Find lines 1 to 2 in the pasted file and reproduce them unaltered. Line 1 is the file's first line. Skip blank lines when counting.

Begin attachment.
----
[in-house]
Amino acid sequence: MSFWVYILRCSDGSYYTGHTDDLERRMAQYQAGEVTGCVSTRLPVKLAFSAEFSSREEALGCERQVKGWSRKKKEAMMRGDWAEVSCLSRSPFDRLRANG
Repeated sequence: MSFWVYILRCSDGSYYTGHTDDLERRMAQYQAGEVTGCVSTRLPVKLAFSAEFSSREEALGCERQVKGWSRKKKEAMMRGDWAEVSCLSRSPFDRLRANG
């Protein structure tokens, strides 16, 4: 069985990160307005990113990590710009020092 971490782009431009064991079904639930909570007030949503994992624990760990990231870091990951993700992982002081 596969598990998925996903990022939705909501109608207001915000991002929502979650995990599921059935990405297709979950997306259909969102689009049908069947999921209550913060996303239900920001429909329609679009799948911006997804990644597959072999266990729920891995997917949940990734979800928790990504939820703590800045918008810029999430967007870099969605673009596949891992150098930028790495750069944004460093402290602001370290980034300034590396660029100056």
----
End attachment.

[in-house]
Amino acid sequence: MSFWVYILRCSDGSYYTGHTDDLERRMAQYQAGEVTGCVSTRLPVKLAFSAEFSSREEALGCERQVKGWSRKKKEAMMRGDWAEVSCLSRSPFDRLRANG